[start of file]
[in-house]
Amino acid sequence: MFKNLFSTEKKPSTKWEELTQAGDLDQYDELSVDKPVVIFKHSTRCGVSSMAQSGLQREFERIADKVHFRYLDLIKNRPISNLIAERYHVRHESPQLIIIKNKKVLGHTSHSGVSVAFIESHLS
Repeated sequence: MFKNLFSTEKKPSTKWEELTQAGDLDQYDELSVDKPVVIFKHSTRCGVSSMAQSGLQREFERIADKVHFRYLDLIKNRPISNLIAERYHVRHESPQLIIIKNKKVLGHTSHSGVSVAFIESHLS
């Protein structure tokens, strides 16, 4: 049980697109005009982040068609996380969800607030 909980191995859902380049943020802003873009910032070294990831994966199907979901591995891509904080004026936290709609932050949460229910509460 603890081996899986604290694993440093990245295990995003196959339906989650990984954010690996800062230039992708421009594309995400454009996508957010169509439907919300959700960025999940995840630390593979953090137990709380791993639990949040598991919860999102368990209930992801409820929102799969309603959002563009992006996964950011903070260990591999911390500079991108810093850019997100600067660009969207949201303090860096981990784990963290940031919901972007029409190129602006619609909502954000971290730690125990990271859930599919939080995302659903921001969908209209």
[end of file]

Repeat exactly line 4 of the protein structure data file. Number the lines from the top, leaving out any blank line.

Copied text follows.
């Protein structure tokens, strides 16, 4: 049980697109005009982040068609996380969800607030 909980191995859902380049943020802003873009910032070294990831994966199907979901591995891509904080004026936290709609932050949460229910509460 603890081996899986604290694993440093990245295990995003196959339906989650990984954010690996800062230039992708421009594309995400454009996508957010169509439907919300959700960025999940995840630390593979953090137990709380791993639990949040598991919860999102368990209930992801409820929102799969309603959002563009992006996964950011903070260990591999911390500079991108810093850019997100600067660009969207949201303090860096981990784990963290940031919901972007029409190129602006619609909502954000971290730690125990990271859930599919939080995302659903921001969908209209």